WASHINGTON (Reuters) - A U.S. federal court on Wednesday affirmed a ruling that Sanofi-Aventis SA (SASY.PA) intended to deceive the patent office in its dispute over generic versions of its blockbuster drug Lovenox.
Sanofi, the world’s third-biggest drugmaker, has sued Teva Pharmaceutical Industries Ltd TEVA.O and Amphastar Pharmaceuticals over their bid to sell a generic version of Sanofi’s Lovenox, a blood-thinning drug that had sales of about $1.1 billion in the first quarter of 2008.
The U.S. Court of Appeals for the Federal Circuit ruled that French drugmaker Sanofi-Aventis had committed “inequitable conduct” for failing to inform the U.S. patent office of information relevant to patentability.
The federal court affirmed the ruling by a district court in California that there was an intent to deceive by Sanofi-Aventis in its failing to disclose dosages of the drug in certain studies.
“After a trial on the matter, the district court found there was intent to deceive and held the patents unenforceable for inequitable conduct,” the court wrote.
“Because we find no abuse of discretion by the district court in its holding of inequitable conduct, we affirm.”
One judge dissented the ruling, arguing that inequitable conduct should be reserved for only the most extreme cases of fraud and deception, which he said did not apply in this case.
The dissent said the failure to disclose details on certain data by an Aventis scientist “may have been careless, but hardly culpable.”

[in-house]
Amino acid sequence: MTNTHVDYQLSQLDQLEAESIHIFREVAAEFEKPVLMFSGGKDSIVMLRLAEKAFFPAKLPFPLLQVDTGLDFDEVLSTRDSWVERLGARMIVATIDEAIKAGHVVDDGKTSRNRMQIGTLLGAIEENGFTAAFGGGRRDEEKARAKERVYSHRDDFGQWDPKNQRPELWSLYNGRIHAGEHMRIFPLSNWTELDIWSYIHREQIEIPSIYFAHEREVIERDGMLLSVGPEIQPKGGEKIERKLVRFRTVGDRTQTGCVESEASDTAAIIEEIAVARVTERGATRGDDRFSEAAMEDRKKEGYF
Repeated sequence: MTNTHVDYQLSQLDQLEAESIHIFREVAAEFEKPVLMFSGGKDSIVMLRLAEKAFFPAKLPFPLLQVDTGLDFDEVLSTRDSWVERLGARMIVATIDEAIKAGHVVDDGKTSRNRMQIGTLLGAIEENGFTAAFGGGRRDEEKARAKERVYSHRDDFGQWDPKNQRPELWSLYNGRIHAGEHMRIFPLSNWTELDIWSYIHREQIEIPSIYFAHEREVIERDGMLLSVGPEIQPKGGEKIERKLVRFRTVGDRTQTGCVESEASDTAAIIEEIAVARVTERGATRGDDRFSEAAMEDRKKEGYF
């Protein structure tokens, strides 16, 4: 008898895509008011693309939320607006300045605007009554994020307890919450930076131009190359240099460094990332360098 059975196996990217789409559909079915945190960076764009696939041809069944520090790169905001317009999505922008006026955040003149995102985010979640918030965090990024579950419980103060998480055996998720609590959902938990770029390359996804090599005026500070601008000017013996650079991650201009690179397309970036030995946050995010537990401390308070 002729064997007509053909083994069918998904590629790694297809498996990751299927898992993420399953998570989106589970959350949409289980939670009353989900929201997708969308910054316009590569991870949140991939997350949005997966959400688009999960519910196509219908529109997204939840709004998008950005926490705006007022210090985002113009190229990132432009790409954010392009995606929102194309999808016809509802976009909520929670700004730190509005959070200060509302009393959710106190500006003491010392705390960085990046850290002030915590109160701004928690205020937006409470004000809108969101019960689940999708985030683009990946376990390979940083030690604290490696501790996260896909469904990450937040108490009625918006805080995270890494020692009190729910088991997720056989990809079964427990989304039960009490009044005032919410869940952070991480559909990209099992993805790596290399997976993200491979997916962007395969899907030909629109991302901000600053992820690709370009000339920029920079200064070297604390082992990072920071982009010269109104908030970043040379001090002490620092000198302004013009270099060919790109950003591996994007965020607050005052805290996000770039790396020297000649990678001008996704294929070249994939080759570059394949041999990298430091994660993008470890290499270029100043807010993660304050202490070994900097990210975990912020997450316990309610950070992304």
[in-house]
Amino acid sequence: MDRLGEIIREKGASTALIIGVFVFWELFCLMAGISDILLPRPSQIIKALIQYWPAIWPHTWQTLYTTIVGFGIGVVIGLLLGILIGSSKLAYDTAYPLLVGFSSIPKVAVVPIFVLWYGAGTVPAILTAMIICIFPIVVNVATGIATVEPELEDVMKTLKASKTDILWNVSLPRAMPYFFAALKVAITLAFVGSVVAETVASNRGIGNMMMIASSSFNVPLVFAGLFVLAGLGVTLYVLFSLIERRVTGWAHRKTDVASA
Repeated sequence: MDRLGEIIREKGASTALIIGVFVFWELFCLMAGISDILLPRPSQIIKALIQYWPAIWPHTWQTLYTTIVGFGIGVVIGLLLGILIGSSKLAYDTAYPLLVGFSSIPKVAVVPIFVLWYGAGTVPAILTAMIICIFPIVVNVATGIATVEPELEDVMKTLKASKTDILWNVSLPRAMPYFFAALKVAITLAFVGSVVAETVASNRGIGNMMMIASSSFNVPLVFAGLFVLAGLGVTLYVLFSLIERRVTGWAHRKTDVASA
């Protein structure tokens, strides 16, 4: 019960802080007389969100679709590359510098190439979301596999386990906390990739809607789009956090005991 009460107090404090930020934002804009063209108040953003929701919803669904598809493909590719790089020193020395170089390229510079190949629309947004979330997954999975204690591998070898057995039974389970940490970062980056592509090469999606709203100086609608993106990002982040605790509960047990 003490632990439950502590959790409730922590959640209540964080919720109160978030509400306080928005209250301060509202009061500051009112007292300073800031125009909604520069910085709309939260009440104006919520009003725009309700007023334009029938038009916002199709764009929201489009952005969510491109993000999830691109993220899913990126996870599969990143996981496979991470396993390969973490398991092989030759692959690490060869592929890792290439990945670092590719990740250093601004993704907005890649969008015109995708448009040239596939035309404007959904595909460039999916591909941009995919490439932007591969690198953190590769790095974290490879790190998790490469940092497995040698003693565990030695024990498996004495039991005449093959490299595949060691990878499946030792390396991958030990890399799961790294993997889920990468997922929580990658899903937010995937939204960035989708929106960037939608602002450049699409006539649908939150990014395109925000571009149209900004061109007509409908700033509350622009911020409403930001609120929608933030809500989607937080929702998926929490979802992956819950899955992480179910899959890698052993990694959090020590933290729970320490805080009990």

Sanofi spokesman Marc Greene said the company was disappointed by the ruling. The company will consider its options, including requesting a rehearing en banc, or before a full court, as opposed to a three-judge panel that had ruled on this case.
The U.S. Food and Drug Administration has not cleared any generic form of Lovenox yet. Making a generic of the treatment will not be as straightforward as copying a traditional chemical-based drug. Lovenox is a large biological molecule that must be given by injection.
But the decision clears the way for the FDA to make that decision, according to Deutsche Bank.
A Teva spokeswoman had no comment. A spokesman for Amphastar said the company is pleased with the decision.
Last year, the FDA rejected a bid by Momenta Pharmaceuticals Inc (MNTA.O) and a unit of Novartis NOVN.VX AG to sell a generic form of Lovenox.
Momenta said then the FDA cited failure to fully address concerns about the drug’s impact on the immune system. Late last month the firm said the FDA was still reviewing its application and that it would submit additional data to the agency in the third quarter.
Reporting by Kim Dixon; Editing by Brian Moss, Richard Chang